We really care about web performance. We promise.
However, we sometimes get challenged on this when we tell people to put our snippet at the top of thier page.
Those that are familiar with web performance have likely heard about the original '14 rules' for making your site faster. Those that haven't, be sure to check them out! http://stevesouders.com/hpws/rules.php
Rule #6: Put Scripts at the Bottom
Why does this rule exist?
As we got smarter, we looked at ways that we could work around the download issue. We can now ensure that downloading of JS does not block, and the more modern browsers started expanding support for more parallel downloads.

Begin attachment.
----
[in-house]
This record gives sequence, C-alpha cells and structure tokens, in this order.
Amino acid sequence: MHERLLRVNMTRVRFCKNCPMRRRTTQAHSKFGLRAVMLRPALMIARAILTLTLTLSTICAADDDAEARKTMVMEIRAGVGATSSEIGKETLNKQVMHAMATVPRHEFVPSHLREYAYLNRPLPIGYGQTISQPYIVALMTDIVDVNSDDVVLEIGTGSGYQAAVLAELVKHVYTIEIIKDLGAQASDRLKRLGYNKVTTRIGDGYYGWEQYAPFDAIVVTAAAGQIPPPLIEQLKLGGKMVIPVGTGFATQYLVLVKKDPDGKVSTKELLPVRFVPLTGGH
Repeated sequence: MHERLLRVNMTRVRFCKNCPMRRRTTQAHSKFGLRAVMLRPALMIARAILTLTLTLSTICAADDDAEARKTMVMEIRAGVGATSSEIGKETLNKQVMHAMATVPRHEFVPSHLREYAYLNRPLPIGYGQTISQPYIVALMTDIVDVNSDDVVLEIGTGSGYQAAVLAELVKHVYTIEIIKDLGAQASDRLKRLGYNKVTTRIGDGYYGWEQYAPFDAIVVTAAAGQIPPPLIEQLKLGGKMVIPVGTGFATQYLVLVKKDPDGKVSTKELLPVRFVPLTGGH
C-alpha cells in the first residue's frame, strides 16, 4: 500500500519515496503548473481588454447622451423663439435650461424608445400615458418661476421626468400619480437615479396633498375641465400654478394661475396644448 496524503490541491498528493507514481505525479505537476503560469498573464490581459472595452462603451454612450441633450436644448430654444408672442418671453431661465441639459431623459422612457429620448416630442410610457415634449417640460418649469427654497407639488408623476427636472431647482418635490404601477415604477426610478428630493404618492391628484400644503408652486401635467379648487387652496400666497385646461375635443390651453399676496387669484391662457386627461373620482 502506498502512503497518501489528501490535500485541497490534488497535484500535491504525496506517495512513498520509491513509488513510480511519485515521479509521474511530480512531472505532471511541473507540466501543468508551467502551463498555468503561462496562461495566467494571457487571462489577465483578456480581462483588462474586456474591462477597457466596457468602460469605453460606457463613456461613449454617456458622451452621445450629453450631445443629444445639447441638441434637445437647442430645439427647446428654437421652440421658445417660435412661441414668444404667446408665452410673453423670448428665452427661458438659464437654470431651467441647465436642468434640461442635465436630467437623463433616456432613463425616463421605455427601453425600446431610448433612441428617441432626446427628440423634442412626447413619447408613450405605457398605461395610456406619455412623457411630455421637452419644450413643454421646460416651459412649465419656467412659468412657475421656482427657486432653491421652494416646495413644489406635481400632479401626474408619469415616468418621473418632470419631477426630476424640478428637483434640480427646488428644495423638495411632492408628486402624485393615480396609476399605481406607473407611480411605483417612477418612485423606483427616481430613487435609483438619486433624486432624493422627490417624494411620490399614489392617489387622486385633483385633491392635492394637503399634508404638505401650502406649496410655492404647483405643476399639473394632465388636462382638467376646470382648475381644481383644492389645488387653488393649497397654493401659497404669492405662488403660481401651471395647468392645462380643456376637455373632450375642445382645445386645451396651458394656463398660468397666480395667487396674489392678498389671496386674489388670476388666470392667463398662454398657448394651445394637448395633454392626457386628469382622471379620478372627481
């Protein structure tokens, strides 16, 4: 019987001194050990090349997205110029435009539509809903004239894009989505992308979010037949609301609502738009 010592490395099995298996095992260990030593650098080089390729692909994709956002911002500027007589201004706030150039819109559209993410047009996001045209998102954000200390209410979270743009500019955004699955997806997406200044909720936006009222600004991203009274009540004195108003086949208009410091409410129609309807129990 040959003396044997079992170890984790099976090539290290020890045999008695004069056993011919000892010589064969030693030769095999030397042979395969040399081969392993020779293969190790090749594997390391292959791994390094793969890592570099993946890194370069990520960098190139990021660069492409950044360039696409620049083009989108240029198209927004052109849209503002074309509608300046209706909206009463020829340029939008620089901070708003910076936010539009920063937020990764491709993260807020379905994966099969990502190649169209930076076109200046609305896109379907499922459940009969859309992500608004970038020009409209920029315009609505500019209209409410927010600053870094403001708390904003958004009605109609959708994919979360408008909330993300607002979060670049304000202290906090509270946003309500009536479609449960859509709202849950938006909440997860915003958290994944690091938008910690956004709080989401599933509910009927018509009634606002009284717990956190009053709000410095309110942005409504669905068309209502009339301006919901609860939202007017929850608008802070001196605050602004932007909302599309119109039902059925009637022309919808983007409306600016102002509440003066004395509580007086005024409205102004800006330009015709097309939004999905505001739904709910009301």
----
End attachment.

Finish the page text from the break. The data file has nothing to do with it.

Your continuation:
These posts talks about non-blocking script techniques – which allows you to download the script in a non-blocking way (the foundation for the best practice used today).
This post came along, which talked about the difference between ‘defer’ and ‘async'
And we improved even more on the ‘perfect snippet’:
However, we still were blocking the window.onload event from firing.
Facebook (and our own Philip Tellis) worked together to address this:
2013: http://calendar.perfplanet.com/2012/the-non-blocking-script-loader-pattern/ <— A truly asynchronous loader which does not block onLoad is born
The last entry covers the technique we use for loading our mPulse snippet. This is the preferred method that is recognized throughout the web performance community.
Please post any questions or thoughts!